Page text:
Many of us have seen the old WWII submarine movies (like "Run Silent, Run Deep") where the officers don dark goggles and the sub's interior lights are dimmed to red, in order to protect the night vision of the officers and "lookouts." This was a matter of life and death -- a few seconds on the ocean's surface without sharp eyes could be disastrous if there were enemy aircraft or surface ships around. When you are piloting a vehicle weighing a few thousand pounds down a highway at 90 or 100 feet per second, having sharp night vision is equally as important for you.
Headlights these days are brighter than ever. Many vehicles are equipped with halogen lights, or even the newer "blue" high intensity discharge lights, and these take an even greater toll on your eyes' ability to recover from nighttime light glare. As we get older, our ability to recover our night-vision after exposure to bright lights is one of the first of our visual functions to diminish (a phenomenon called nyctalopia). I can tell you from my own experience as a professional driver that light glare is one of the most fatiguing things I ever encountered on the highway -- a few hours on a highway at night in heavy traffic would often result in not only fatigue, but headaches as well.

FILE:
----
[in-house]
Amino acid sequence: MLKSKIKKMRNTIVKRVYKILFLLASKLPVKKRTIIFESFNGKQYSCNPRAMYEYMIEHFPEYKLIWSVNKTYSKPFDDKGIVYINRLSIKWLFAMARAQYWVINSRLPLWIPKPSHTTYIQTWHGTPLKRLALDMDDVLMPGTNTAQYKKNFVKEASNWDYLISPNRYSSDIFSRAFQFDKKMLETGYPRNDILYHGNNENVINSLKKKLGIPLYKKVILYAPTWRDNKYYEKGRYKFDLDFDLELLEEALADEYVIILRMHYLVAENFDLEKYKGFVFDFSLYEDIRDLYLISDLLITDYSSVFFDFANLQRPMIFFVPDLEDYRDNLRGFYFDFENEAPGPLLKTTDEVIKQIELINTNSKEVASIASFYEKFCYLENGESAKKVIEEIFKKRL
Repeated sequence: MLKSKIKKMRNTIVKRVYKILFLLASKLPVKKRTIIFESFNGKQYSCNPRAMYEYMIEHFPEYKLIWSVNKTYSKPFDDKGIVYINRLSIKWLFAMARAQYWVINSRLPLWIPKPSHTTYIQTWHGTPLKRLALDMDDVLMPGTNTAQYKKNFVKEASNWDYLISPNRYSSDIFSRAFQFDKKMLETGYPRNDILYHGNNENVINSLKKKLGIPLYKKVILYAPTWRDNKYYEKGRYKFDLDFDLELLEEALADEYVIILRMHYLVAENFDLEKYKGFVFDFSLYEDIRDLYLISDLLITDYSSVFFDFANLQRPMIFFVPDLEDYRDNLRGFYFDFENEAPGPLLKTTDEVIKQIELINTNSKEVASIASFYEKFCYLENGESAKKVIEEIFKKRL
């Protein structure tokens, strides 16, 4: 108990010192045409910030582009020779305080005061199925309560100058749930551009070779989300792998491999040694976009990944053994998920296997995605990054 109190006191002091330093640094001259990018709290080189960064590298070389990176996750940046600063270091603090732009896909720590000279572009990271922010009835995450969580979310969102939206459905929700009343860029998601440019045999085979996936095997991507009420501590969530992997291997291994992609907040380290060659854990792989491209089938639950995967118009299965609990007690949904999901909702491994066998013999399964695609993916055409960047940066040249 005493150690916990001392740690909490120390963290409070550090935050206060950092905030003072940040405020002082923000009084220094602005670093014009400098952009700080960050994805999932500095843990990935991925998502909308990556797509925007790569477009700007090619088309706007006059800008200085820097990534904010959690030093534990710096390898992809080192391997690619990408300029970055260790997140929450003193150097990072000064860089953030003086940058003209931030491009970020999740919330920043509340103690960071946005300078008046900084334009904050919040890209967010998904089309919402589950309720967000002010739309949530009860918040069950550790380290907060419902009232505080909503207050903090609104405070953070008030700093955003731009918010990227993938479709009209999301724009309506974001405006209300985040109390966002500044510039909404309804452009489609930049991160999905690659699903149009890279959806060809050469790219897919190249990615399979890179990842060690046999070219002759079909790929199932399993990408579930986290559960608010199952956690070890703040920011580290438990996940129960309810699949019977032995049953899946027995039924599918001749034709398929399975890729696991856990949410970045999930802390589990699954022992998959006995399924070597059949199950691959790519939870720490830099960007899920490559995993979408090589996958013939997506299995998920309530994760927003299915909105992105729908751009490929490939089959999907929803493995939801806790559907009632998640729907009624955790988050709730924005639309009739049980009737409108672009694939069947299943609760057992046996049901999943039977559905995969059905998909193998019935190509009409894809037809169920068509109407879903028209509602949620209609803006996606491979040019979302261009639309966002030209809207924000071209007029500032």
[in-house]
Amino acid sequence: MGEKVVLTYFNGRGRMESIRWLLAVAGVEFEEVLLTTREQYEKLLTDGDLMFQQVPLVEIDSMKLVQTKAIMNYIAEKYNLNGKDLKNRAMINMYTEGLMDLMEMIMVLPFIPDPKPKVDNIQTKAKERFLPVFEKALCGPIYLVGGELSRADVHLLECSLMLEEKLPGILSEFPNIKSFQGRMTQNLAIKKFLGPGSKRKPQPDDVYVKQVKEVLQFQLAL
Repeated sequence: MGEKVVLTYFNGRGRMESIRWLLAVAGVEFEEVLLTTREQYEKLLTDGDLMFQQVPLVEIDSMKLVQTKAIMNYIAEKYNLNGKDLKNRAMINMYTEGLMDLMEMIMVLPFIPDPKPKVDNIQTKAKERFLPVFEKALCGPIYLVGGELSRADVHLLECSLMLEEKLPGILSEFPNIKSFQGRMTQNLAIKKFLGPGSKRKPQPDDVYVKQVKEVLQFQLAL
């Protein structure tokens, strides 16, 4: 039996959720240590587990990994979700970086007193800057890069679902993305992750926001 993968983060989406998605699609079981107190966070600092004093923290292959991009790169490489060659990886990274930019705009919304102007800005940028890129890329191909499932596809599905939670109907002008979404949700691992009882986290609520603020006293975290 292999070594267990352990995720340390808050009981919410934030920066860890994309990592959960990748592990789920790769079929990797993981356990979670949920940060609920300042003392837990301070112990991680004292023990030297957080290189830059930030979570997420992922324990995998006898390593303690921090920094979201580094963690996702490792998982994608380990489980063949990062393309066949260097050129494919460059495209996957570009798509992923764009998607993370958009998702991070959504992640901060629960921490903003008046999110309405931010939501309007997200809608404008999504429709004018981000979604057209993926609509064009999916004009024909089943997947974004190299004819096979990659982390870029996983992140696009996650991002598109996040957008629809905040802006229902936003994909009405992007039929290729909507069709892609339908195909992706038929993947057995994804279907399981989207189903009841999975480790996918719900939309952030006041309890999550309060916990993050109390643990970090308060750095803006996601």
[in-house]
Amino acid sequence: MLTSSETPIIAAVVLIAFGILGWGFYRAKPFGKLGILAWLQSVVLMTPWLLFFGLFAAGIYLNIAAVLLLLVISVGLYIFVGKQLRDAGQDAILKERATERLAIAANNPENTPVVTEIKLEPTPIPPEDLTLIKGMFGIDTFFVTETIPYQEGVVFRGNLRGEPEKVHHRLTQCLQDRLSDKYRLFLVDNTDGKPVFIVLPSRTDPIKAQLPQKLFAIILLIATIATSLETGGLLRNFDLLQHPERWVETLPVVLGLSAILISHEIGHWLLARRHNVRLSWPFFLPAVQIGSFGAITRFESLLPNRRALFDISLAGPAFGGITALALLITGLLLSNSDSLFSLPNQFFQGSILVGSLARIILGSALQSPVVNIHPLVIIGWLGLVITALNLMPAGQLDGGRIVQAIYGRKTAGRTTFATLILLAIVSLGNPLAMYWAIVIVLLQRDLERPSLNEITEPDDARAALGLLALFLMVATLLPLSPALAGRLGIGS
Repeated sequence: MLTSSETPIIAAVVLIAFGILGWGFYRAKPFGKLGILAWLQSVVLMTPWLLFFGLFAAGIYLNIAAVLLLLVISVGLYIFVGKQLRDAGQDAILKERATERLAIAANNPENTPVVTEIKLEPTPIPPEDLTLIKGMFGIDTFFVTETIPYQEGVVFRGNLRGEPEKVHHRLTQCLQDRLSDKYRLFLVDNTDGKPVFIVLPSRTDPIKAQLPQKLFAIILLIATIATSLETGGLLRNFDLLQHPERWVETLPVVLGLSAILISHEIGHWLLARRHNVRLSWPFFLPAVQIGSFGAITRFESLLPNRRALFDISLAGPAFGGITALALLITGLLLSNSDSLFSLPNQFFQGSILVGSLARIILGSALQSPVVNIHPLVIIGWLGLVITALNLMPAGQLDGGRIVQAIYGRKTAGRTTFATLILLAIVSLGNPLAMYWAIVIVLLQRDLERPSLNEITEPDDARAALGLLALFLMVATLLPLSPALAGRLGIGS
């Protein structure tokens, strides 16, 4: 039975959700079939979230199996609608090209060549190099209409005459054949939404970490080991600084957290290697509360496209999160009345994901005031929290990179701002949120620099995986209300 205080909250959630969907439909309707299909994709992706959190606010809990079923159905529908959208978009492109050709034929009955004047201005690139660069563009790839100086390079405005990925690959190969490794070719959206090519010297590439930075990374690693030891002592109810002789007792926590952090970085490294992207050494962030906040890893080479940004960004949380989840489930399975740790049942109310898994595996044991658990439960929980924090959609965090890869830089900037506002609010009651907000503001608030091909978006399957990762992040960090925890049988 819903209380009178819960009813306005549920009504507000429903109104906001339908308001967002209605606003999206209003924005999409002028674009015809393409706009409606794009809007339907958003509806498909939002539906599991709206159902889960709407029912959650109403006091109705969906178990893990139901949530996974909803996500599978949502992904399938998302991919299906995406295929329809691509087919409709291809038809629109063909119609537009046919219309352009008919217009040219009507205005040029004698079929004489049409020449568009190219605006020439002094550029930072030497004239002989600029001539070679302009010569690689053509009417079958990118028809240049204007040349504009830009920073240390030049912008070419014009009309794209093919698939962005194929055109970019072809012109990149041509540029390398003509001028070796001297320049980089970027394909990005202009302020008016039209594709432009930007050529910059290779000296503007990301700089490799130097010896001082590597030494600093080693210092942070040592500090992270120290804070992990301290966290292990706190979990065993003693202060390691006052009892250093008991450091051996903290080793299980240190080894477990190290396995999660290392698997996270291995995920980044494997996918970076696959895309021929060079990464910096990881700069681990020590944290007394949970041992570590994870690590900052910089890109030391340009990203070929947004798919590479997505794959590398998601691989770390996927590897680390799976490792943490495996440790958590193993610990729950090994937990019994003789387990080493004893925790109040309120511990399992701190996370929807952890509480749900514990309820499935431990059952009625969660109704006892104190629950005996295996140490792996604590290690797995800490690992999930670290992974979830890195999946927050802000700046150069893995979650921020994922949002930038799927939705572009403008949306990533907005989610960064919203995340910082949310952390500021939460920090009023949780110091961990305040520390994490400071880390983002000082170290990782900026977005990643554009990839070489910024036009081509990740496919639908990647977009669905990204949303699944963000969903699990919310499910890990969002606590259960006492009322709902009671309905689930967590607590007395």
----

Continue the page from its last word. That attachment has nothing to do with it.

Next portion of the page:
First of all, if you are particularly susceptible to light glare recovery problems (if you are, you probably already know it), make sure you slow down at night as you are particularly vulnerable to out-driving your headlights. If you are faced with a driver whose lights are too bright, it is not a good practice to flash your brights at them -- although that is common practice and most people do it. Think about the results of this action; instead of having one visually handicapped driver, now we have two, and in a potential head-on situation!
It is also illegal to turn your bright lights on in the face of another driver, or approaching closely behind them, even for just a moment, and I have known highway patrolmen who cite drivers who do this to them. In my state of Arizona, the rules are that you must dim your brights within 500 feet of an approaching vehicle, and within 300 feet from behind. Your state has similar provisions.
Deal with light glare by averting your eyes slightly down and to the right. The right-side white stripe outlining the right edge of the usable roadway is called the "fog-line." One of its purposes is to provide drivers with a reference line to keep their vehicle aligned with the roadway in poor visibility situations -- and this is one such situation. Use it to keep your vehicle on the road, but keep aware of the approaching vehicle using your peripheral vision. If that vehicle starts to drift into your lane, you must be able to react quickly (see Avoid Head-on Collisions).
As always, keep the shiny side up!